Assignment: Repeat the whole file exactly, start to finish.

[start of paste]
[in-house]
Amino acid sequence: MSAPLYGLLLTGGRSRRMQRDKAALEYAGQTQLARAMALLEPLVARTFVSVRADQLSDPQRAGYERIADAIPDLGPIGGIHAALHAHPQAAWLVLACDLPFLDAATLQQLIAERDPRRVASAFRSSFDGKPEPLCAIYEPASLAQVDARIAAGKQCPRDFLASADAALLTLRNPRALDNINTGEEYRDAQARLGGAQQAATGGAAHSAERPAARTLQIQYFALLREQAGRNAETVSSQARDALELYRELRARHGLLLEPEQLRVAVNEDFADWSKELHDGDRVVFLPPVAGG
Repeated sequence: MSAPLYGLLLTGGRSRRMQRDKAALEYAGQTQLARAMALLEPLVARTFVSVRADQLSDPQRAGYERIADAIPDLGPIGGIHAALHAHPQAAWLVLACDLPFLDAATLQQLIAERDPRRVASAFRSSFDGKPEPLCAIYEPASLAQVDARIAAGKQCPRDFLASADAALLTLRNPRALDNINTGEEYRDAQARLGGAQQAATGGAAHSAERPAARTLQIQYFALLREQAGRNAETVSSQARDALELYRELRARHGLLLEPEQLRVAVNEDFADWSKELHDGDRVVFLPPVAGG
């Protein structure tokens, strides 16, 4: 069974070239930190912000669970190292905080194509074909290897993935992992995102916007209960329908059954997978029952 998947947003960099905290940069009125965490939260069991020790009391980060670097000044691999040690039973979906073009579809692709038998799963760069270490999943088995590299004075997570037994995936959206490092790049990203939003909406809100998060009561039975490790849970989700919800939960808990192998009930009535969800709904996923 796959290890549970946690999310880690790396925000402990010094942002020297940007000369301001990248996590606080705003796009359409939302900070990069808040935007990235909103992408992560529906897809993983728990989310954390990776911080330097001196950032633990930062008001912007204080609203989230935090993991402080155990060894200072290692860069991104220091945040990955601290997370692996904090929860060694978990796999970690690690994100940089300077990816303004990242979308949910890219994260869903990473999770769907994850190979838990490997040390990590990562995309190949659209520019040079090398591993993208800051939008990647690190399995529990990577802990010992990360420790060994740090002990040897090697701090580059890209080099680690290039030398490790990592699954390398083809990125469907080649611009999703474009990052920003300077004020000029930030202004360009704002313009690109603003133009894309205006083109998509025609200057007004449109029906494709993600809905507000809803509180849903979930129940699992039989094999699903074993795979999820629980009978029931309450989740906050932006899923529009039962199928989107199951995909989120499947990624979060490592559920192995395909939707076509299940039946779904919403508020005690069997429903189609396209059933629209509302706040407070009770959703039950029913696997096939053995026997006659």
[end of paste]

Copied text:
[in-house]
Amino acid sequence: MSAPLYGLLLTGGRSRRMQRDKAALEYAGQTQLARAMALLEPLVARTFVSVRADQLSDPQRAGYERIADAIPDLGPIGGIHAALHAHPQAAWLVLACDLPFLDAATLQQLIAERDPRRVASAFRSSFDGKPEPLCAIYEPASLAQVDARIAAGKQCPRDFLASADAALLTLRNPRALDNINTGEEYRDAQARLGGAQQAATGGAAHSAERPAARTLQIQYFALLREQAGRNAETVSSQARDALELYRELRARHGLLLEPEQLRVAVNEDFADWSKELHDGDRVVFLPPVAGG
Repeated sequence: MSAPLYGLLLTGGRSRRMQRDKAALEYAGQTQLARAMALLEPLVARTFVSVRADQLSDPQRAGYERIADAIPDLGPIGGIHAALHAHPQAAWLVLACDLPFLDAATLQQLIAERDPRRVASAFRSSFDGKPEPLCAIYEPASLAQVDARIAAGKQCPRDFLASADAALLTLRNPRALDNINTGEEYRDAQARLGGAQQAATGGAAHSAERPAARTLQIQYFALLREQAGRNAETVSSQARDALELYRELRARHGLLLEPEQLRVAVNEDFADWSKELHDGDRVVFLPPVAGG
């Protein structure tokens, strides 16, 4: 069974070239930190912000669970190292905080194509074909290897993935992992995102916007209960329908059954997978029952 998947947003960099905290940069009125965490939260069991020790009391980060670097000044691999040690039973979906073009579809692709038998799963760069270490999943088995590299004075997570037994995936959206490092790049990203939003909406809100998060009561039975490790849970989700919800939960808990192998009930009535969800709904996923 796959290890549970946690999310880690790396925000402990010094942002020297940007000369301001990248996590606080705003796009359409939302900070990069808040935007990235909103992408992560529906897809993983728990989310954390990776911080330097001196950032633990930062008001912007204080609203989230935090993991402080155990060894200072290692860069991104220091945040990955601290997370692996904090929860060694978990796999970690690690994100940089300077990816303004990242979308949910890219994260869903990473999770769907994850190979838990490997040390990590990562995309190949659209520019040079090398591993993208800051939008990647690190399995529990990577802990010992990360420790060994740090002990040897090697701090580059890209080099680690290039030398490790990592699954390398083809990125469907080649611009999703474009990052920003300077004020000029930030202004360009704002313009690109603003133009894309205006083109998509025609200057007004449109029906494709993600809905507000809803509180849903979930129940699992039989094999699903074993795979999820629980009978029931309450989740906050932006899923529009039962199928989107199951995909989120499947990624979060490592559920192995395909939707076509299940039946779904919403508020005690069997429903189609396209059933629209509302706040407070009770959703039950029913696997096939053995026997006659």